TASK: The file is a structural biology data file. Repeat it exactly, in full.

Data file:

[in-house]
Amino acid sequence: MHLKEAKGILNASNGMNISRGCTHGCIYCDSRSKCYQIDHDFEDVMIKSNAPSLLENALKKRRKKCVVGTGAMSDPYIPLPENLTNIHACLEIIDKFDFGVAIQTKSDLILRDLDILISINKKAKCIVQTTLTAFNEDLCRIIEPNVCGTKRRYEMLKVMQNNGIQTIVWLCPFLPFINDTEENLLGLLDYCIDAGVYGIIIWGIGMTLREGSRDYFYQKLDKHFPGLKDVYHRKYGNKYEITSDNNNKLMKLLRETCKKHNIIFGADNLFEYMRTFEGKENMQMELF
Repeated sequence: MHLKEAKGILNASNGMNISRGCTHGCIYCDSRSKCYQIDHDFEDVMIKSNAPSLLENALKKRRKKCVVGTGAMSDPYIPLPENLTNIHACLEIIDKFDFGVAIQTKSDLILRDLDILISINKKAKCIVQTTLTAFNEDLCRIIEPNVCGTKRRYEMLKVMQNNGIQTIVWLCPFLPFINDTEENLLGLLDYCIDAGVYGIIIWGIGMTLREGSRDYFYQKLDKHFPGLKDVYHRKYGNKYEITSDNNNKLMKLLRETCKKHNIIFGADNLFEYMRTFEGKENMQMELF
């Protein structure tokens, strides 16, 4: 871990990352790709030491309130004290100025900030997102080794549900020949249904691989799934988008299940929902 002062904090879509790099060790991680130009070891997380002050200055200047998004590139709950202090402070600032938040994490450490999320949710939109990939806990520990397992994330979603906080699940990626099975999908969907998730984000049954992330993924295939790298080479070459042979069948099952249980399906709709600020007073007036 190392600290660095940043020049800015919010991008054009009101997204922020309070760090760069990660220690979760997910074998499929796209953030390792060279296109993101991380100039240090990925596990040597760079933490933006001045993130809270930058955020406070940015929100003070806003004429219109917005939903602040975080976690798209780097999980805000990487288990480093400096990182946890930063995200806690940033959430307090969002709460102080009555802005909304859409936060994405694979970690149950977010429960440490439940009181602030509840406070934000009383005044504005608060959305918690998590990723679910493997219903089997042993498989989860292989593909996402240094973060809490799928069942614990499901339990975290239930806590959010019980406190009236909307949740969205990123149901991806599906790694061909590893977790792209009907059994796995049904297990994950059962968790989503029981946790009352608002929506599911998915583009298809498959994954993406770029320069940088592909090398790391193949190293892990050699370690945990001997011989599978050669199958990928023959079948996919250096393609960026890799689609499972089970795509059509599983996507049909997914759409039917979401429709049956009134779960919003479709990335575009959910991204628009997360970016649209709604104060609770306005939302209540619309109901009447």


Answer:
[in-house]
Amino acid sequence: MHLKEAKGILNASNGMNISRGCTHGCIYCDSRSKCYQIDHDFEDVMIKSNAPSLLENALKKRRKKCVVGTGAMSDPYIPLPENLTNIHACLEIIDKFDFGVAIQTKSDLILRDLDILISINKKAKCIVQTTLTAFNEDLCRIIEPNVCGTKRRYEMLKVMQNNGIQTIVWLCPFLPFINDTEENLLGLLDYCIDAGVYGIIIWGIGMTLREGSRDYFYQKLDKHFPGLKDVYHRKYGNKYEITSDNNNKLMKLLRETCKKHNIIFGADNLFEYMRTFEGKENMQMELF
Repeated sequence: MHLKEAKGILNASNGMNISRGCTHGCIYCDSRSKCYQIDHDFEDVMIKSNAPSLLENALKKRRKKCVVGTGAMSDPYIPLPENLTNIHACLEIIDKFDFGVAIQTKSDLILRDLDILISINKKAKCIVQTTLTAFNEDLCRIIEPNVCGTKRRYEMLKVMQNNGIQTIVWLCPFLPFINDTEENLLGLLDYCIDAGVYGIIIWGIGMTLREGSRDYFYQKLDKHFPGLKDVYHRKYGNKYEITSDNNNKLMKLLRETCKKHNIIFGADNLFEYMRTFEGKENMQMELF
């Protein structure tokens, strides 16, 4: 871990990352790709030491309130004290100025900030997102080794549900020949249904691989799934988008299940929902 002062904090879509790099060790991680130009070891997380002050200055200047998004590139709950202090402070600032938040994490450490999320949710939109990939806990520990397992994330979603906080699940990626099975999908969907998730984000049954992330993924295939790298080479070459042979069948099952249980399906709709600020007073007036 190392600290660095940043020049800015919010991008054009009101997204922020309070760090760069990660220690979760997910074998499929796209953030390792060279296109993101991380100039240090990925596990040597760079933490933006001045993130809270930058955020406070940015929100003070806003004429219109917005939903602040975080976690798209780097999980805000990487288990480093400096990182946890930063995200806690940033959430307090969002709460102080009555802005909304859409936060994405694979970690149950977010429960440490439940009181602030509840406070934000009383005044504005608060959305918690998590990723679910493997219903089997042993498989989860292989593909996402240094973060809490799928069942614990499901339990975290239930806590959010019980406190009236909307949740969205990123149901991806599906790694061909590893977790792209009907059994796995049904297990994950059962968790989503029981946790009352608002929506599911998915583009298809498959994954993406770029320069940088592909090398790391193949190293892990050699370690945990001997011989599978050669199958990928023959079948996919250096393609960026890799689609499972089970795509059509599983996507049909997914759409039917979401429709049956009134779960919003479709990335575009959910991204628009997360970016649209709604104060609770306005939302209540619309109901009447």